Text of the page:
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Mo Lai Yan-chi’s unconventional upbringing inspires stage success

By Silvia Li

Under the spotlight and against a black backdrop, a hunch-backed old lady dressed in a red traditional Chinese jacket slowly recounts the moments she spent with her husband. In her quivering hands, she holds a pair of slippers that she wishes she could hand to her partner who has passed away. It is a moment of tender yearning. Then, she unties her hair from her tightly wound bun and straightens her back. In a blink, the old lady is replaced by a woman in her 30s.

The audience rises as applause echoes around the theatre of Hong Kong Cultural Centre where Mo Lai Yan-chi has just performed her one-woman show Woman in Red. The performance has been emotionally draining for the president and leading actress of the drama group FM Theatre Power and she cannot help but shed tears.

Lai has dedicated her life to theatre for over 15 years. Her efforts were recognised when she was named as one of the Ten Outstanding Young Persons last year. To Lai, the theatre is a rehearsal for life. And as lives go, Lai’s has played to a pretty dramatic script.

She was born in Hong Kong but her parents did not want to raise her themselves, so they sent her to live with distant relatives in a village in Guangdong when she was just one month old. After that, an elderly female relative took care of her.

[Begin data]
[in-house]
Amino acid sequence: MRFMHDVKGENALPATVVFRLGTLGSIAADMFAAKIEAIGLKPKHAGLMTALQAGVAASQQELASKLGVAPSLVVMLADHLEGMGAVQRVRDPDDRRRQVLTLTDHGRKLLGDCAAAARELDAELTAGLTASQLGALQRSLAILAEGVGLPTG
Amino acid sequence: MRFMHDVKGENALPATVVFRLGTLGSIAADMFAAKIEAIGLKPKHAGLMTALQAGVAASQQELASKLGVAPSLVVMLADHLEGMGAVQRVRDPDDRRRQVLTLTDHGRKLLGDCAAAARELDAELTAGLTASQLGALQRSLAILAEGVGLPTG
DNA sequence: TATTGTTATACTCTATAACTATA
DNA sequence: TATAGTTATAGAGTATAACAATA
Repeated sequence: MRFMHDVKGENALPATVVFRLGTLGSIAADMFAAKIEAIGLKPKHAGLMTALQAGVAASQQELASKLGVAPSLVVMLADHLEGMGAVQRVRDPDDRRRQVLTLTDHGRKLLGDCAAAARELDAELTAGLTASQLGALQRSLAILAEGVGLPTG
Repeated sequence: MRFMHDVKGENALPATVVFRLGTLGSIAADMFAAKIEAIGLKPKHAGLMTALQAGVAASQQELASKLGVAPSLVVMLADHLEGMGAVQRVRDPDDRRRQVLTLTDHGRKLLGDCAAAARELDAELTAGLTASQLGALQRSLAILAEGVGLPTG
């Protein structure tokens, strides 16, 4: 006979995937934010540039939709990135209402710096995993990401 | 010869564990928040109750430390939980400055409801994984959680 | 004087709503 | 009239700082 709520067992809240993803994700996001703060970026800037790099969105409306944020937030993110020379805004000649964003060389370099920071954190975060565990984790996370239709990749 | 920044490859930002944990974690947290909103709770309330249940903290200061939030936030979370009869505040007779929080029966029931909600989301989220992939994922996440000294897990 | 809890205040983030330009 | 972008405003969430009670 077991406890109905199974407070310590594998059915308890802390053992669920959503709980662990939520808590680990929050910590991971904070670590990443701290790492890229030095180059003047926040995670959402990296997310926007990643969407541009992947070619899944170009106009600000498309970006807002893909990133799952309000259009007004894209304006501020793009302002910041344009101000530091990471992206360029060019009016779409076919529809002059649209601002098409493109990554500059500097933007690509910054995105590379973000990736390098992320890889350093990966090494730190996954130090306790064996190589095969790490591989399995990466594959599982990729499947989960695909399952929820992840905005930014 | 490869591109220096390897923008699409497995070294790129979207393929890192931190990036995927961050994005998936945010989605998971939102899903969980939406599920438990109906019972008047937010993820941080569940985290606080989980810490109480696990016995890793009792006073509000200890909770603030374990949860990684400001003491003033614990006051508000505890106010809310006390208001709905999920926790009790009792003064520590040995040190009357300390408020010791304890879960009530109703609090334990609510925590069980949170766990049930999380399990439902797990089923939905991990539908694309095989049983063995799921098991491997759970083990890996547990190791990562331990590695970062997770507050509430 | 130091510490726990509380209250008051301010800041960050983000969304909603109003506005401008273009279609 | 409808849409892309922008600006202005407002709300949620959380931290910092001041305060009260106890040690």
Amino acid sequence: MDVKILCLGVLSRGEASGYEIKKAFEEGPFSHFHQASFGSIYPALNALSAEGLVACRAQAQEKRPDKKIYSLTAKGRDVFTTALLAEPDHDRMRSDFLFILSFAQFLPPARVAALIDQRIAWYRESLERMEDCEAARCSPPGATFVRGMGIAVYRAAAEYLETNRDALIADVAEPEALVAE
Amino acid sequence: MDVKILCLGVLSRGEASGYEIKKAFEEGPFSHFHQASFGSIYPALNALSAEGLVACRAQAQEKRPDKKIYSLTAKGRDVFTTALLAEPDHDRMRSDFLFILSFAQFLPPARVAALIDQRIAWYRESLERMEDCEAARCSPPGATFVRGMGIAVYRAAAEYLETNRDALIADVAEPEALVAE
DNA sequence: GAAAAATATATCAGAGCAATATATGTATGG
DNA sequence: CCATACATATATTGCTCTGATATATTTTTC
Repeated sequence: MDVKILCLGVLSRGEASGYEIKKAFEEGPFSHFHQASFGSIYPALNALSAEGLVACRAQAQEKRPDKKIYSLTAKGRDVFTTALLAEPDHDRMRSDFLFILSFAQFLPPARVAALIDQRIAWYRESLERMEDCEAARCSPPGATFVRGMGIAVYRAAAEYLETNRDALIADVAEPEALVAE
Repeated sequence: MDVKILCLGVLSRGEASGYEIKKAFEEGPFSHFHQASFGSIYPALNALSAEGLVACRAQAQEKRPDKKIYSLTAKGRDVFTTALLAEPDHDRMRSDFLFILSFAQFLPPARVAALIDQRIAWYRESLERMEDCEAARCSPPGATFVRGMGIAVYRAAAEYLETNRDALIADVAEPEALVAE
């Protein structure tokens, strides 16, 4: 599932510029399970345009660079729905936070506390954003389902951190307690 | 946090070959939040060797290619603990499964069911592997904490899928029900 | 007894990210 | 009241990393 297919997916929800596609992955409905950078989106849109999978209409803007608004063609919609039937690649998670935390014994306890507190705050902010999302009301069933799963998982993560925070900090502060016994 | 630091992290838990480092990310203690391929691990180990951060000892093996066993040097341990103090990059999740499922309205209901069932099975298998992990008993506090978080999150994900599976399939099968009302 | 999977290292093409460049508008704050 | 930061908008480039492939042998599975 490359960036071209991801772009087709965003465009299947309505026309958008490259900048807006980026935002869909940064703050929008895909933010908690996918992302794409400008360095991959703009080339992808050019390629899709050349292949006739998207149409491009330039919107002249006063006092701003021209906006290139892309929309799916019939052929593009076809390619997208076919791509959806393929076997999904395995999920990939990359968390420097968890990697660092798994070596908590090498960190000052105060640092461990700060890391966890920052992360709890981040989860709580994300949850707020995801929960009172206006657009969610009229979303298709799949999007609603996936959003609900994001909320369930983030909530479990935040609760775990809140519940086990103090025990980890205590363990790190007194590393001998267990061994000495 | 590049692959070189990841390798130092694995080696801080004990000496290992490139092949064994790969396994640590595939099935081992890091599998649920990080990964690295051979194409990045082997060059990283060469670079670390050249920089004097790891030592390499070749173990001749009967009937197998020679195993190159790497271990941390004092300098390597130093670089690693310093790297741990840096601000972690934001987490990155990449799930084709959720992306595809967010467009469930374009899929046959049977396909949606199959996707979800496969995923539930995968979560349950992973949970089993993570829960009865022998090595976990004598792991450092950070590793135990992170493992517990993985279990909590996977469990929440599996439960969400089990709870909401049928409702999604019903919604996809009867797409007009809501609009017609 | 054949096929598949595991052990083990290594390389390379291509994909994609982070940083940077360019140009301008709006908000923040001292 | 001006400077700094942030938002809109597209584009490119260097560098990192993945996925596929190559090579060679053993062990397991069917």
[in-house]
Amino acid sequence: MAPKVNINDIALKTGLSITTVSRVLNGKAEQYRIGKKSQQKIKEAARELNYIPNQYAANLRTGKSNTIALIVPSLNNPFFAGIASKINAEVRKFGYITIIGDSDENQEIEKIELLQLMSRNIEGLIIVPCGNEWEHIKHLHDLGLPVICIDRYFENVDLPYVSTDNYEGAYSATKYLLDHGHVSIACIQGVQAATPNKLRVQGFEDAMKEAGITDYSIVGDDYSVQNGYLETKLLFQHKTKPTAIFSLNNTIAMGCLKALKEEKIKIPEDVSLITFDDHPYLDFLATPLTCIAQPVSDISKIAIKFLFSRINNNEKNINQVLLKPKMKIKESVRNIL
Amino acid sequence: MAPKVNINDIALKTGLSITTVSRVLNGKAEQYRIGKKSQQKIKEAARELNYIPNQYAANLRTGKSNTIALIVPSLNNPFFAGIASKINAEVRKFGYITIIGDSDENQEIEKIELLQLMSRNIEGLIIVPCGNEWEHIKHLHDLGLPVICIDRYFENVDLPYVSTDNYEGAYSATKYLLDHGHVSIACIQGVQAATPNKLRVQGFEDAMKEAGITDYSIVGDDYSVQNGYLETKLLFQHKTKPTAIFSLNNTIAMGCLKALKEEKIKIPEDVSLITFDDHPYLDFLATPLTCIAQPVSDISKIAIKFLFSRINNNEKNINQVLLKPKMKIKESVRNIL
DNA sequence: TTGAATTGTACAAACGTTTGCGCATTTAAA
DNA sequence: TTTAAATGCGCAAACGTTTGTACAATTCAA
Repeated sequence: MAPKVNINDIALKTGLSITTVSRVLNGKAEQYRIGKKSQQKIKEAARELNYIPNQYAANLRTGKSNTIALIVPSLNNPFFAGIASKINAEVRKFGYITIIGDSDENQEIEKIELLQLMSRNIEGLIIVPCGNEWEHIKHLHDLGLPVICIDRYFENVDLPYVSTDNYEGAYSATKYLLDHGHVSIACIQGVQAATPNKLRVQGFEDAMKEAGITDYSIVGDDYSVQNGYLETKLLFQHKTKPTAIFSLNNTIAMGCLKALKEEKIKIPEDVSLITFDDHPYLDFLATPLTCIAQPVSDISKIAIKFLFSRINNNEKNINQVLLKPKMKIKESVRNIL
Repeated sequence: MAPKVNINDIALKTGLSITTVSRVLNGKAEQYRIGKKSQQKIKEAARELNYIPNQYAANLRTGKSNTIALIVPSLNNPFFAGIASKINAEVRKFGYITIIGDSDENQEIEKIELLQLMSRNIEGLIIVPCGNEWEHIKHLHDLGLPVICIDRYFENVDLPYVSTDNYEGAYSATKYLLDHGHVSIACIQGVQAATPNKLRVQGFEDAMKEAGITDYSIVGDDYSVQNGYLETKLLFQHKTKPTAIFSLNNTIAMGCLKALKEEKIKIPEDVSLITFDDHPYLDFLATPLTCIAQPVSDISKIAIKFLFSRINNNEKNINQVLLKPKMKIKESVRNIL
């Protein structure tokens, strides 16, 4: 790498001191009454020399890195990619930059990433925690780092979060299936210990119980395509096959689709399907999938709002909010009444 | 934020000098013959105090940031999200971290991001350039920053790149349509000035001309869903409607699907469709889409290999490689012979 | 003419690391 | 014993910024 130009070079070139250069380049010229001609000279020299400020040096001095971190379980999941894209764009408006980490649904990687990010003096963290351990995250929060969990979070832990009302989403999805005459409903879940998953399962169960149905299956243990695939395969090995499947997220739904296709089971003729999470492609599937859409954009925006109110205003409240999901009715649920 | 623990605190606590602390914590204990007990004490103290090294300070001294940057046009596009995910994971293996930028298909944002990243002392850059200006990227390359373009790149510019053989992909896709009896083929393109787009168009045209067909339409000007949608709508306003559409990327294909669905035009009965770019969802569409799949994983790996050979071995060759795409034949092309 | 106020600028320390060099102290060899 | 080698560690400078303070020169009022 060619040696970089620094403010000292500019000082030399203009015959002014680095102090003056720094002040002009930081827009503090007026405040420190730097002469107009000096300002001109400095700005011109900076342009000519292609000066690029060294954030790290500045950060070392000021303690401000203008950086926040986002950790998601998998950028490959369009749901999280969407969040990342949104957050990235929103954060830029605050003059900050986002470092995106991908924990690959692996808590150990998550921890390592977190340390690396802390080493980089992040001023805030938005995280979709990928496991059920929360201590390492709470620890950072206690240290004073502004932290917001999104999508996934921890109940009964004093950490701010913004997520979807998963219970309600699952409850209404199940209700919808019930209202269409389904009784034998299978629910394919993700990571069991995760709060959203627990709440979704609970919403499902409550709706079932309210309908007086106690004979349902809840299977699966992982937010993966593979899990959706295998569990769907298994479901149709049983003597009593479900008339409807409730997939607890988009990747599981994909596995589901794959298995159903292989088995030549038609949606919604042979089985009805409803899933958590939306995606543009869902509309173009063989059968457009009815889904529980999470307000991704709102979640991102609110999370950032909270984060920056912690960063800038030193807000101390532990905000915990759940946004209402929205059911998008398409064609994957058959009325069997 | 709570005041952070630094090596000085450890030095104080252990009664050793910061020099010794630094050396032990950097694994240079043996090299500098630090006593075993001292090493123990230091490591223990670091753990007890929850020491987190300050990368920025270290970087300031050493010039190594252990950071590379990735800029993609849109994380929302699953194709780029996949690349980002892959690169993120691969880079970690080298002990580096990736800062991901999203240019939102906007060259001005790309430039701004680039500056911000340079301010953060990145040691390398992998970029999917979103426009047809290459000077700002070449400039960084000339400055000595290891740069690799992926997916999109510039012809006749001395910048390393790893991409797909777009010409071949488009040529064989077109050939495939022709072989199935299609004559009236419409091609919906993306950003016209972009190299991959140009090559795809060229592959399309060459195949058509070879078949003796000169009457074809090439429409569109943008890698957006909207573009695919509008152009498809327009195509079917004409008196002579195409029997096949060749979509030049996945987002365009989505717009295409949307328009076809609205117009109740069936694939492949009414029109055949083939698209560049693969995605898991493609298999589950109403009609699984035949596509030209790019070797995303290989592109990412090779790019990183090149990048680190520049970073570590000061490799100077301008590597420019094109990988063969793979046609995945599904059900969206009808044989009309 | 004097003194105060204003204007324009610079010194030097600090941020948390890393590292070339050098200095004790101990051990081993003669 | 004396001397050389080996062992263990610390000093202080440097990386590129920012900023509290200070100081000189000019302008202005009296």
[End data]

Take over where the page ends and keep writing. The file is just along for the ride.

The rural life shone led in those early years has had a huge impact on her. “My life was farming,” says Lai, “When I was hungry I would grab a tomato from the fields, rinse it in the river and eat it … I would climb trees, catch fish, run up the mountains with the dogs. That was how I spent my days.”

Such a childhood might seem dull to youngsters brought up on video games and electronic toys, but Lai thinks otherwise. Her worldview, values and personality were formed during this time. “I learnt that life is a cycle, you will get up after downs,” says Lai. “The simple life also taught me to not desire material things.”

‘‘When the other kids were going to kindergartens, nature was my classroom,’’ she adds.

Her parents’ abandonment of the young Lai made her question her self-worth. “I literally thought I was lower even than excrement,” says Lai. Her caretaker told her excrement was useful as fertilizer for crops. She reassured her that if excrement had value, so did she.